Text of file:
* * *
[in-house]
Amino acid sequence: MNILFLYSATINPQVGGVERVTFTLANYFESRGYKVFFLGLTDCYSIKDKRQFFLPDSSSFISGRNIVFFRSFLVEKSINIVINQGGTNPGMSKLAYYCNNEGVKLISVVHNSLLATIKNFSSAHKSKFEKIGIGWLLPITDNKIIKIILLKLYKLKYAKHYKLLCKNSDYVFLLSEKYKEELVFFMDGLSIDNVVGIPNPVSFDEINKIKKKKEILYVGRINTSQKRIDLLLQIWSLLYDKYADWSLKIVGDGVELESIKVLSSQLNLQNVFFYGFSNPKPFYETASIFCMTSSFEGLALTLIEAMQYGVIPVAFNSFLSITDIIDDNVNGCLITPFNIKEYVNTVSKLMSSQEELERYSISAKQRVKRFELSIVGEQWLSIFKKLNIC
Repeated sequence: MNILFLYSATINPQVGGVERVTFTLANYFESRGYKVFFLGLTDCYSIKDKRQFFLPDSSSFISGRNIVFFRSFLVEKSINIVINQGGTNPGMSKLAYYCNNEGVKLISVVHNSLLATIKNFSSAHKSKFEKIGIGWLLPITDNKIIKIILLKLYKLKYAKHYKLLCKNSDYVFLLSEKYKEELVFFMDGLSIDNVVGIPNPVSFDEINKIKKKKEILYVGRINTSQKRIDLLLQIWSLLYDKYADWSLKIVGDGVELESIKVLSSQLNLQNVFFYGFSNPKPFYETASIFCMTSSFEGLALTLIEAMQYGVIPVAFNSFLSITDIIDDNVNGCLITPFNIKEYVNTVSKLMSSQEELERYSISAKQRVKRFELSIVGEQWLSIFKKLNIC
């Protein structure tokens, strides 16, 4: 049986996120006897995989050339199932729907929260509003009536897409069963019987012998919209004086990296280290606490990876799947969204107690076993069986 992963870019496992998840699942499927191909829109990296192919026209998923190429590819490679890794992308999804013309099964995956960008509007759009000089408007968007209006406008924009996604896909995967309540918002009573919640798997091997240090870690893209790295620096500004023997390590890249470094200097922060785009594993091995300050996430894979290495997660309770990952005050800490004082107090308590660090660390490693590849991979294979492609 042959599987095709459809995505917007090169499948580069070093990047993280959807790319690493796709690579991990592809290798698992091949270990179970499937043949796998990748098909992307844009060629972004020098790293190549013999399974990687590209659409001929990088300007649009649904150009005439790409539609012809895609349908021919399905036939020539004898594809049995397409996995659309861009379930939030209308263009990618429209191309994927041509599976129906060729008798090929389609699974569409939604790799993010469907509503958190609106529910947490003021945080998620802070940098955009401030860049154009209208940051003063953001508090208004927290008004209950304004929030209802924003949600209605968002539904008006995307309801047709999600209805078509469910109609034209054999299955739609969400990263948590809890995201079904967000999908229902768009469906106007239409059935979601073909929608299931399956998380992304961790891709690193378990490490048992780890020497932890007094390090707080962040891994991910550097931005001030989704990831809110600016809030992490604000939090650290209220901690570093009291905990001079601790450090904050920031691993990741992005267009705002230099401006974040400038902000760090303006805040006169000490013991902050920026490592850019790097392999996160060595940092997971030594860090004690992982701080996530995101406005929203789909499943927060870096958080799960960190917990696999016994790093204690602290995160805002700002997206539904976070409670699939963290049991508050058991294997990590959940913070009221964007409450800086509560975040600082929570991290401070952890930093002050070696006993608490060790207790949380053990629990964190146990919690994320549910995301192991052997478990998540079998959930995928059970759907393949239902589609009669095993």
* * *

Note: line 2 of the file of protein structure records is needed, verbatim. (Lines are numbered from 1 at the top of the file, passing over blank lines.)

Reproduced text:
Amino acid sequence: MNILFLYSATINPQVGGVERVTFTLANYFESRGYKVFFLGLTDCYSIKDKRQFFLPDSSSFISGRNIVFFRSFLVEKSINIVINQGGTNPGMSKLAYYCNNEGVKLISVVHNSLLATIKNFSSAHKSKFEKIGIGWLLPITDNKIIKIILLKLYKLKYAKHYKLLCKNSDYVFLLSEKYKEELVFFMDGLSIDNVVGIPNPVSFDEINKIKKKKEILYVGRINTSQKRIDLLLQIWSLLYDKYADWSLKIVGDGVELESIKVLSSQLNLQNVFFYGFSNPKPFYETASIFCMTSSFEGLALTLIEAMQYGVIPVAFNSFLSITDIIDDNVNGCLITPFNIKEYVNTVSKLMSSQEELERYSISAKQRVKRFELSIVGEQWLSIFKKLNIC